Mueller Shoots Down GOP Line: Inability To Indict Trump Didn’t Bar Me From Probing Him

UNITED STATES - JULY 24: Former special counsel Robert Mueller arrives in Rayburn Building to testify before the House Judiciary Committee hearing on his investigation into Russian interference in the 2016 election on Wednesday, July 24, 2019. He will testify before the House Intelligence Committee later in the day. (Photo By Tom Williams/CQ Roll Call)
Tom Williams/CQ-Roll Call Group

Former special counsel Robert Mueller on Wednesday asserted his right to investigate President Trump without being able to charge him, shooting down a line used by Republican lawmakers and Attorney General Bill Barr.

During Mueller’s testimony before the House Judiciary Committee, Rep. Jim Sensenbrenner (R-WI) asked Mueller why there was “all of this investigation of President Trump” when, as per a standing Justice Department Office of Legal Counsel (OLC) opinion that prevents sitting presidents from being indicted, “you knew that you weren’t going to prosecute him.”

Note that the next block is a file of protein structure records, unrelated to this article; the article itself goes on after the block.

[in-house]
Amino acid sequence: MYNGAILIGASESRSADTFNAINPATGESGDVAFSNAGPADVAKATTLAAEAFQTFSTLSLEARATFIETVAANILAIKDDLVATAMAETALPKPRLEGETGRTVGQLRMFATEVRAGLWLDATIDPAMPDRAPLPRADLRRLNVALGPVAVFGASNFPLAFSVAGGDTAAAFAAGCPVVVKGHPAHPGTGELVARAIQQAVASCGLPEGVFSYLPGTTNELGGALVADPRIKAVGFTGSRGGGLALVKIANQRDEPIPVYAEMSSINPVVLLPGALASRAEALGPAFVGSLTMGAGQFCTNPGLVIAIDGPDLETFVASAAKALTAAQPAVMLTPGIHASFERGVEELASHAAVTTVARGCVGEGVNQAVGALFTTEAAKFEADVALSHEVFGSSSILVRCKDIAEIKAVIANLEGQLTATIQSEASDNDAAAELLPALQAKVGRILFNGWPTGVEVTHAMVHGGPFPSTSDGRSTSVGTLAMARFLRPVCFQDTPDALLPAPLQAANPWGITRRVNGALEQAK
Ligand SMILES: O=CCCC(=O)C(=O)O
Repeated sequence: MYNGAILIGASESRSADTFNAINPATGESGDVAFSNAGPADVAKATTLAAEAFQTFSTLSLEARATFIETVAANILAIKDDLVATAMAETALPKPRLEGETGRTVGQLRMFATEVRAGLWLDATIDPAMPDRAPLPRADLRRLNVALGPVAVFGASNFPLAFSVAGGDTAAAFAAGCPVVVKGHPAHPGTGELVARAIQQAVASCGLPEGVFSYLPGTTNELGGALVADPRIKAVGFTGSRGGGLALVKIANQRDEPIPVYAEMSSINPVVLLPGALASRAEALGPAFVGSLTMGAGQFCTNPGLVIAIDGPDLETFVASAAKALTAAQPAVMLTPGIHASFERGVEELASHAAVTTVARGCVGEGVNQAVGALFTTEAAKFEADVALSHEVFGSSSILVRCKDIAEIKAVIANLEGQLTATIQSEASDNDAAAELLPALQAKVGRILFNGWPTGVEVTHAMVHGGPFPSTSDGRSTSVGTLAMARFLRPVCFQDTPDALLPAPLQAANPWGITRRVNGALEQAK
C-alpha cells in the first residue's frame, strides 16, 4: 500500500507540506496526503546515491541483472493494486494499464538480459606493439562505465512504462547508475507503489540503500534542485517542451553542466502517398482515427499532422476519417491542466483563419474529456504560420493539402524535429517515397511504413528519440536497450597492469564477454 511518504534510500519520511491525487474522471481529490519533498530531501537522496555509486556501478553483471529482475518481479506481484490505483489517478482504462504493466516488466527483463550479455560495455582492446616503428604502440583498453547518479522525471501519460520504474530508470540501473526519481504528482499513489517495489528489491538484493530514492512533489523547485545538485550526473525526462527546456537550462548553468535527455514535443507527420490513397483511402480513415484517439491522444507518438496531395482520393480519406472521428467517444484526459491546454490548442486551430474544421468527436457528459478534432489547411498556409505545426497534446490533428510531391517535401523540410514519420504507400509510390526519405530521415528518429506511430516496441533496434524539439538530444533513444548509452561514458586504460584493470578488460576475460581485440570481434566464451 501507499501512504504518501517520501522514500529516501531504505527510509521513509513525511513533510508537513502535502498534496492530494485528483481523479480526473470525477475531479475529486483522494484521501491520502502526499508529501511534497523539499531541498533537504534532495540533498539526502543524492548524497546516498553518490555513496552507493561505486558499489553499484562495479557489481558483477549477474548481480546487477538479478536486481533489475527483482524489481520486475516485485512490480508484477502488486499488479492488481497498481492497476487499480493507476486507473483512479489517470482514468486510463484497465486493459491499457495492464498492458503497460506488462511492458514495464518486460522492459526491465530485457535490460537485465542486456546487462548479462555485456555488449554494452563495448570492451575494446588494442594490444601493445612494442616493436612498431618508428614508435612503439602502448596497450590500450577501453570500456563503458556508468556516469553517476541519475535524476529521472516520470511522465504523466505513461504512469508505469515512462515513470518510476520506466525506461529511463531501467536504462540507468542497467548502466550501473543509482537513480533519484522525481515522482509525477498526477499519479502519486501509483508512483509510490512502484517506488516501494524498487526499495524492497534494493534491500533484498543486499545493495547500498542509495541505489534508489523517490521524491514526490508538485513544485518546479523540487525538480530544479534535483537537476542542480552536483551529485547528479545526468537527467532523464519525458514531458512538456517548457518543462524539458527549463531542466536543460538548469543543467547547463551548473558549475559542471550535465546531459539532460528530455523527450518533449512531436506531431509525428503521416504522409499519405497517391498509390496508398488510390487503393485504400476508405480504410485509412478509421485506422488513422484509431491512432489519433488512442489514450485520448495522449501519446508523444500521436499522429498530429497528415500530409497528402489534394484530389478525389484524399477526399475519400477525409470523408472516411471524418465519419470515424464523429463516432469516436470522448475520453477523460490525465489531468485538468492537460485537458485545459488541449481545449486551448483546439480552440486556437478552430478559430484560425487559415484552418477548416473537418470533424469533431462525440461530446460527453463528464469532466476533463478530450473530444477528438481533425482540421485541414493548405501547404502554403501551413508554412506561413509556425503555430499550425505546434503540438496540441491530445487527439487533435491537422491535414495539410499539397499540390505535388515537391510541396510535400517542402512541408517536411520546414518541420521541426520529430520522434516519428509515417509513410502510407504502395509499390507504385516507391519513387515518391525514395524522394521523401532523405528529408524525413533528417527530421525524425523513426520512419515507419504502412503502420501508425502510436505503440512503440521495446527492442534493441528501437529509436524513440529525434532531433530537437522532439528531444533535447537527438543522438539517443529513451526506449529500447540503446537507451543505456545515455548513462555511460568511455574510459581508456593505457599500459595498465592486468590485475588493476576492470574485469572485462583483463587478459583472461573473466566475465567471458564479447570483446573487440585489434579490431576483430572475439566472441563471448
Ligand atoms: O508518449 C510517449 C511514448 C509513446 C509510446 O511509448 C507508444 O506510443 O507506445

“Well, you don’t know where the investigation is going to lie,” Mueller replied. “And the OLC opinion itself says that you can continue the investigation.”

The line of argument — that since Mueller was prohibited from charging Trump under  Justice Department policy — became a prominent feature of the hearing, and of GOP spin on the Mueller report’s findings.

Before Sensenbrenner, Rep. John Ratcliffe (R-TX) let loose at Mueller on the same topic, accusing the former special counsel of going beyond his remit as a prosecutor by probing the President while being unable to indict him.

Before Wednesday’s hearing, Barr made a similar point to GOP lawmakers, saying that Mueller should have steered away from probing Trump’s conduct once he realized that it may have been chargeable and that he was unable to reach a traditional prosecutorial judgment.

“That was the time to pull up,” Barr said,

As Mueller noted, the OLC policy states that presidents can face criminal investigation in order to preserve evidence for impeachment or potential future charges.


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